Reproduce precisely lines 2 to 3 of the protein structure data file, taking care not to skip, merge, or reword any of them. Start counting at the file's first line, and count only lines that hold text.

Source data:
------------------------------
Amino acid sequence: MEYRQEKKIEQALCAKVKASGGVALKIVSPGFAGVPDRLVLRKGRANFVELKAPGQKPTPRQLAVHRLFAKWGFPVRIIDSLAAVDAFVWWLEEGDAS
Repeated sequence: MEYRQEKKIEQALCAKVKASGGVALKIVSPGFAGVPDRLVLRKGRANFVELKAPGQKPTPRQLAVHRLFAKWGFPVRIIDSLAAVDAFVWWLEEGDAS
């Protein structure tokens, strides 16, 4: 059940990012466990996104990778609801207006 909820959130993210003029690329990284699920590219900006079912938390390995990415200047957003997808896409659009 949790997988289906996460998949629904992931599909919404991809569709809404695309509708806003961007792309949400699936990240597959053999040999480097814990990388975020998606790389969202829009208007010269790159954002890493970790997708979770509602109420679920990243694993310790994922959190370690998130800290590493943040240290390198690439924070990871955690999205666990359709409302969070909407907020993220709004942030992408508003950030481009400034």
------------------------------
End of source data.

Repeated sequence: MEYRQEKKIEQALCAKVKASGGVALKIVSPGFAGVPDRLVLRKGRANFVELKAPGQKPTPRQLAVHRLFAKWGFPVRIIDSLAAVDAFVWWLEEGDAS
């Protein structure tokens, strides 16, 4: 059940990012466990996104990778609801207006 909820959130993210003029690329990284699920590219900006079912938390390995990415200047957003997808896409659009 949790997988289906996460998949629904992931599909919404991809569709809404695309509708806003961007792309949400699936990240597959053999040999480097814990990388975020998606790389969202829009208007010269790159954002890493970790997708979770509602109420679920990243694993310790994922959190370690998130800290590493943040240290390198690439924070990871955690999205666990359709409302969070909407907020993220709004942030992408508003950030481009400034």